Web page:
Under pressure from Utah Republicans, she announced on March 5, 1996 that she would not seek re-election to Congress. Joe Waldholtz pleaded guilty to federal charges of tax, bank, and campaign fraud,[4] and then, while out on parole, was subsequently convicted of forging insurance and Veterans Affairs checks from his stepmother and his late father. He was sentenced to three to 15 years in prison.[5]


Greene has slowly made her way back up the state Republican ladder in Utah. In 2003, she was elected vice chair of the Utah Republican Party.

Greene was a candidate for Lieutenant Governor of Utah in 2004, but her ticket with gubernatorial candidate Nolan Karras was unsuccessful, garnering only 34% of the vote in the Republican primary.[6]

After losing in the primary, Greene went back to being Utah GOP vice chairwoman. She became acting chair of the Utah Republican Party upon the resignation of Joe Cannon in November 2006, and was unanimously elected to serve as state party chair in February 2007 until the next convention in June 2007.

Enid Greene remarried in 2008 to then sheriff's deputy, and current judge, Scott J. Mickelsen.[7][8] She was a delegate at the 2012 Republican National convention,[9] served as chair of the 2016 Republican National Convention Site Selection Committee,[10] and was appointed by RNC Chair Reince Priebus as chair of the 2016 Republican Convention Rules Committee.[11]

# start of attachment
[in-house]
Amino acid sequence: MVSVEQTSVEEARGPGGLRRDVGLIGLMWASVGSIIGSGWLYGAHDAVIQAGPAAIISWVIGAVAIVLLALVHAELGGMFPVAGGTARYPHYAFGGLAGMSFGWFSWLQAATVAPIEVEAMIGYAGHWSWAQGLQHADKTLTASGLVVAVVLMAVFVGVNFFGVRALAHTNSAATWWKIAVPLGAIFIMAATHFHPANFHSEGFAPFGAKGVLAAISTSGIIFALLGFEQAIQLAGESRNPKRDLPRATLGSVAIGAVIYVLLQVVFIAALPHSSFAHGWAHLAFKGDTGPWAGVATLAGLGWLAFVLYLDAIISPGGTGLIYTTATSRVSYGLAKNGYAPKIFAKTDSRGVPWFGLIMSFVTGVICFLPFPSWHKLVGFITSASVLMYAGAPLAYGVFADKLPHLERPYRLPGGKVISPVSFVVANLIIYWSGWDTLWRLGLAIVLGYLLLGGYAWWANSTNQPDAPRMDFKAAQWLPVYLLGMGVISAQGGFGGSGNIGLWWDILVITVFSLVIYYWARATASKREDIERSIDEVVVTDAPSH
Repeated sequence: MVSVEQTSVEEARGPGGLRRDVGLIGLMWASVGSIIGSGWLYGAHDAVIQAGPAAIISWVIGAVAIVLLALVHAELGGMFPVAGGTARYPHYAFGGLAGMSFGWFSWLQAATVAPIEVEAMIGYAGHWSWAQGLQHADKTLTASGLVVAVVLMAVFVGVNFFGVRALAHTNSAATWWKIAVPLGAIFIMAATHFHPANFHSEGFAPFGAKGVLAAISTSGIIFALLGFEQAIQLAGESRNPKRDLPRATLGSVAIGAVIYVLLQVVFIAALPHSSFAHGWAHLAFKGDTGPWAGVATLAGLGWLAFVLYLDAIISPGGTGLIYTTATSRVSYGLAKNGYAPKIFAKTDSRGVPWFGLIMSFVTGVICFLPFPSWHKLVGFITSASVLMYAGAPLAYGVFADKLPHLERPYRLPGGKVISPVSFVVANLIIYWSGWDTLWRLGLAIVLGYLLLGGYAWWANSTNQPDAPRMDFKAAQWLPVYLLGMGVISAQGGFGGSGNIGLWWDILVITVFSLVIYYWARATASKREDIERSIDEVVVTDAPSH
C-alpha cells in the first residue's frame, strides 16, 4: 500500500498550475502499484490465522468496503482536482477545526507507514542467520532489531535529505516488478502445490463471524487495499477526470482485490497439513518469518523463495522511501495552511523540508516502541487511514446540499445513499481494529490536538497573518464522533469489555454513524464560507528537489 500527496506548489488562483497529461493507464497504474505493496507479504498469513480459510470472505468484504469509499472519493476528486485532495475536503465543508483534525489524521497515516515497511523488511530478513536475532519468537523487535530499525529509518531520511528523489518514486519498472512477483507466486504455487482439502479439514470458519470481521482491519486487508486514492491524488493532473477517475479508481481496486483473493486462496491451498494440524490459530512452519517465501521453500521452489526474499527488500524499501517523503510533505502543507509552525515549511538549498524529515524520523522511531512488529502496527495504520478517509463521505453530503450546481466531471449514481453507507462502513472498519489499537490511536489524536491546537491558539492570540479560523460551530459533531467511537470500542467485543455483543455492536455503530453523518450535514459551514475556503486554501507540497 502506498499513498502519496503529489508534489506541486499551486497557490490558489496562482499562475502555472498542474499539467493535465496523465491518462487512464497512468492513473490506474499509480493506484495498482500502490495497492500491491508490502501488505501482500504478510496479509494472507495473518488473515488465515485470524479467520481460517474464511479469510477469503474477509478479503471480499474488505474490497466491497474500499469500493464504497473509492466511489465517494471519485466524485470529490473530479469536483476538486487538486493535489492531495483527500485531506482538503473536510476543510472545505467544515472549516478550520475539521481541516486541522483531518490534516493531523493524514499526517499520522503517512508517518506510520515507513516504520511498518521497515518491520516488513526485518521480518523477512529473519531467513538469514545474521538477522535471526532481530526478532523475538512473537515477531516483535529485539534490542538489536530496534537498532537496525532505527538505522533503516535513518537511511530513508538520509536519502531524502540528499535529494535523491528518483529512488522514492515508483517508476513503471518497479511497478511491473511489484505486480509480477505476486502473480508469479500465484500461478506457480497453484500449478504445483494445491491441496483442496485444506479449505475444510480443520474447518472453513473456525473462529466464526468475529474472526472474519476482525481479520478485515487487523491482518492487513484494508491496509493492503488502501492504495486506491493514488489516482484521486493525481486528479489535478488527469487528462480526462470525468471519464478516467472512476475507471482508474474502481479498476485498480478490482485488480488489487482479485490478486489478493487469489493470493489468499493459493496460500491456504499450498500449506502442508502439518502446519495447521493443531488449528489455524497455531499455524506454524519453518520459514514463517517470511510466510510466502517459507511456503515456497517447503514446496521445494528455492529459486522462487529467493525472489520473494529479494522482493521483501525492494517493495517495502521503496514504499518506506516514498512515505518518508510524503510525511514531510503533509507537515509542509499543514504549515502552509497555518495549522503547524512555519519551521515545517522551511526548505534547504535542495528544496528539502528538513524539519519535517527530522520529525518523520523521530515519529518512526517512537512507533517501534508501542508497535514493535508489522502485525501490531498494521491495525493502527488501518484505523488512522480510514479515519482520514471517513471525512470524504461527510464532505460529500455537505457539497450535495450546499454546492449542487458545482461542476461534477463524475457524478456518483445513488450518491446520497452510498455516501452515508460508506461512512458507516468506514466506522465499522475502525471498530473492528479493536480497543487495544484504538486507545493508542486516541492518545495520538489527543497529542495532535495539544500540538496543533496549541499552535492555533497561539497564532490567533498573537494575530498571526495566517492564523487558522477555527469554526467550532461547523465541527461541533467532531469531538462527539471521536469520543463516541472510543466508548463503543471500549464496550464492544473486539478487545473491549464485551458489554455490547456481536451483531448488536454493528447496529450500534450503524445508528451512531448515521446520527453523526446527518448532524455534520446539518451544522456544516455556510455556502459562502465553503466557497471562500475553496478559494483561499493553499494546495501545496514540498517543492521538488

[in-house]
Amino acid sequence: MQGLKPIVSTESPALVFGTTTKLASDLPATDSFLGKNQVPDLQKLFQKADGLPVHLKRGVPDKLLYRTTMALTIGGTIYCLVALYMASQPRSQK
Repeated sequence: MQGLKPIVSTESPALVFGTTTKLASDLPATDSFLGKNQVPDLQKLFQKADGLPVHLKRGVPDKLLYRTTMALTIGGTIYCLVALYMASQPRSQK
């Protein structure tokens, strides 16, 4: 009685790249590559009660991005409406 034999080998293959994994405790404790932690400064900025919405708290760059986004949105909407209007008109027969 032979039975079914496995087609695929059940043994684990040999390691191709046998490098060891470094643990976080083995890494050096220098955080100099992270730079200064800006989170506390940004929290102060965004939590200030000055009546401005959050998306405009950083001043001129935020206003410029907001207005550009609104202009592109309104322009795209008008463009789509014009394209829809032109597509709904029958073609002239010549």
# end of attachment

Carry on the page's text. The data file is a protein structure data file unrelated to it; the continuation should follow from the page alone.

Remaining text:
Electoral history

Utah's 2nd congressional district: Results 1992–1994[12]
Year Democrat Votes Pct Republican Votes Pct 3rd Party Party Votes Pct
1992 Karen Shepherd 127,738 50% Enid Greene 118,307 47% A. Peter Crane Independent 6,274 2% *
1994 Karen Shepherd 66,911 36% Enid Greene Waldholtz 85,507 46% Merrill Cook Independent 34,167 18%

* Write-in and minor candidate notes: In 1992, Eileen Koschak of the Socialist Workers party received 650 votes.

See also


  1. ^ "Gerda Beyer Greene Obituary". Salt Lake Tribune. 2011-09-22.
  2. ^ Online NewsHour: Enid Waldholtz – December 11, 1995
  3. ^ F.E.C. IMAGE 96016134667 (Page 7 of 16) Archived 2015-10-21 at the Wayback Machine
  4. ^ "Waldholtz enters guilty pleas". CNN. Retrieved May 2, 2010.
  5. ^ McKinnon, Jim (May 14, 2004). "Ex-GOP strategist headed back to jail". Pittsburgh Post-Gazette.
  6. ^ "Archived copy" (PDF). Archived from the original (PDF) on 2006-09-23. Retrieved 2006-06-28.CS1 maint: archived copy as title (link)
  7. ^ Rolly, Paul (2007-02-21). "Did those crossed wires glow?".
  9. ^ USA Today Aug. 31, 2012
  10. ^ "Utahn to lead GOP 2016 convention site search". Salt Lake Tribune. Retrieved January 22, 2014.
  11. ^ Kamisar, Ben (2016-06-17). "GOP taps party insider as convention chairman". TheHill. Retrieved 2016-06-18.
  12. ^ "Election Statistics". Office of the Clerk of the House of Representatives. Archived from the original on 2007-07-25. Retrieved 2008-01-10.


External links

U.S. House of Representatives
Preceded by
Karen Shepherd
Member of the U.S. House of Representatives
from Utah's 2nd congressional district

Succeeded by
Merrill Cook
This page was last edited on 2 January 2021, at 21:08